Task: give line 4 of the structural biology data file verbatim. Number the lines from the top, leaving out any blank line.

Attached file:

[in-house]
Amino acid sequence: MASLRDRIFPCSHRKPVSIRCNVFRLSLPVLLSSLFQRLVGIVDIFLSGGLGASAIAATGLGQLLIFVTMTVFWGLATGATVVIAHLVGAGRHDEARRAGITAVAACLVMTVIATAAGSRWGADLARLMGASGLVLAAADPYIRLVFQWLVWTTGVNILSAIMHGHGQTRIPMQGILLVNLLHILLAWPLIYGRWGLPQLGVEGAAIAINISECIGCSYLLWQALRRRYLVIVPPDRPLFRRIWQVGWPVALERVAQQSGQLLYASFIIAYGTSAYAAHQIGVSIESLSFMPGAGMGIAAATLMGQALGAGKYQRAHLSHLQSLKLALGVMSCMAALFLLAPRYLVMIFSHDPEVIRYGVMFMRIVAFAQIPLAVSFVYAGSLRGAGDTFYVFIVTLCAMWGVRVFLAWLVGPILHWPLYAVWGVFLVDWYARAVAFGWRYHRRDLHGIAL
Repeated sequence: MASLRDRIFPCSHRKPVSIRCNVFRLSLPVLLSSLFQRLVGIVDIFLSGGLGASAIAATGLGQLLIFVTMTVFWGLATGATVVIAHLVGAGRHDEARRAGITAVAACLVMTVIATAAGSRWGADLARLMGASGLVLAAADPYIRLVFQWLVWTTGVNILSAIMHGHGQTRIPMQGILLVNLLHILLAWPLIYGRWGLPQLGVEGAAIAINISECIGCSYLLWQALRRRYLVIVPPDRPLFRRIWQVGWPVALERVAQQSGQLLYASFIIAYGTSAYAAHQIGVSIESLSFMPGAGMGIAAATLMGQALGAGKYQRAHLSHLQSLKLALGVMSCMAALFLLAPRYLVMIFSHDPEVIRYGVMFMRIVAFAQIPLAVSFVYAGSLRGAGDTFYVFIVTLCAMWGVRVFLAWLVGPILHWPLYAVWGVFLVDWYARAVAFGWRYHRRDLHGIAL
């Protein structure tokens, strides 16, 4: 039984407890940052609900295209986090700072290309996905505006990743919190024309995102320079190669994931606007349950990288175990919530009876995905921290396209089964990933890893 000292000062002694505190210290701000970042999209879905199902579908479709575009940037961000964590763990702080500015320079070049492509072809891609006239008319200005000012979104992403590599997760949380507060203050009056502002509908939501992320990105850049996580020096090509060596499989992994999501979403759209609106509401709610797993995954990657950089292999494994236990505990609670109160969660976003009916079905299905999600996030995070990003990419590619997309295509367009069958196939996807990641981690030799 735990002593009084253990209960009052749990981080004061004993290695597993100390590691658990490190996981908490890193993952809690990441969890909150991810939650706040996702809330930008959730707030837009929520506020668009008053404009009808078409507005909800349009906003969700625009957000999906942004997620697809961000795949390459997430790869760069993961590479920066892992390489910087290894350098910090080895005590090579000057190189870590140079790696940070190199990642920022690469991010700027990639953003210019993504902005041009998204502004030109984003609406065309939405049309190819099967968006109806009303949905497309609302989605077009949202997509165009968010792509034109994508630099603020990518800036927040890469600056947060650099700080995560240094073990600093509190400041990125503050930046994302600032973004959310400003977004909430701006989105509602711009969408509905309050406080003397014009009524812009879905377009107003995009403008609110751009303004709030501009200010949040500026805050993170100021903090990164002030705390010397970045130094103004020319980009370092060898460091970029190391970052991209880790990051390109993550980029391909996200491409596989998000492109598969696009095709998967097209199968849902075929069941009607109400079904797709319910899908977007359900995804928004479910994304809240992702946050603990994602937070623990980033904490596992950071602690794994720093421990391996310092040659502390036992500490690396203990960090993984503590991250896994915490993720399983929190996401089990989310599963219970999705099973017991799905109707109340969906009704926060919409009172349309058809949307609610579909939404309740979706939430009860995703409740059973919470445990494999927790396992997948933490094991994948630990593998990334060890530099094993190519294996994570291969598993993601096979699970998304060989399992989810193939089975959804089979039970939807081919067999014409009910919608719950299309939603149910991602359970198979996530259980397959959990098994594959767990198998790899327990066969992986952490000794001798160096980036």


């Protein structure tokens, strides 16, 4: 039984407890940052609900295209986090700072290309996905505006990743919190024309995102320079190669994931606007349950990288175990919530009876995905921290396209089964990933890893 000292000062002694505190210290701000970042999209879905199902579908479709575009940037961000964590763990702080500015320079070049492509072809891609006239008319200005000012979104992403590599997760949380507060203050009056502002509908939501992320990105850049996580020096090509060596499989992994999501979403759209609106509401709610797993995954990657950089292999494994236990505990609670109160969660976003009916079905299905999600996030995070990003990419590619997309295509367009069958196939996807990641981690030799 735990002593009084253990209960009052749990981080004061004993290695597993100390590691658990490190996981908490890193993952809690990441969890909150991810939650706040996702809330930008959730707030837009929520506020668009008053404009009808078409507005909800349009906003969700625009957000999906942004997620697809961000795949390459997430790869760069993961590479920066892992390489910087290894350098910090080895005590090579000057190189870590140079790696940070190199990642920022690469991010700027990639953003210019993504902005041009998204502004030109984003609406065309939405049309190819099967968006109806009303949905497309609302989605077009949202997509165009968010792509034109994508630099603020990518800036927040890469600056947060650099700080995560240094073990600093509190400041990125503050930046994302600032973004959310400003977004909430701006989105509602711009969408509905309050406080003397014009009524812009879905377009107003995009403008609110751009303004709030501009200010949040500026805050993170100021903090990164002030705390010397970045130094103004020319980009370092060898460091970029190391970052991209880790990051390109993550980029391909996200491409596989998000492109598969696009095709998967097209199968849902075929069941009607109400079904797709319910899908977007359900995804928004479910994304809240992702946050603990994602937070623990980033904490596992950071602690794994720093421990391996310092040659502390036992500490690396203990960090993984503590991250896994915490993720399983929190996401089990989310599963219970999705099973017991799905109707109340969906009704926060919409009172349309058809949307609610579909939404309740979706939430009860995703409740059973919470445990494999927790396992997948933490094991994948630990593998990334060890530099094993190519294996994570291969598993993601096979699970998304060989399992989810193939089975959804089979039970939807081919067999014409009910919608719950299309939603149910991602359970198979996530259980397959959990098994594959767990198998790899327990066969992986952490000794001798160096980036």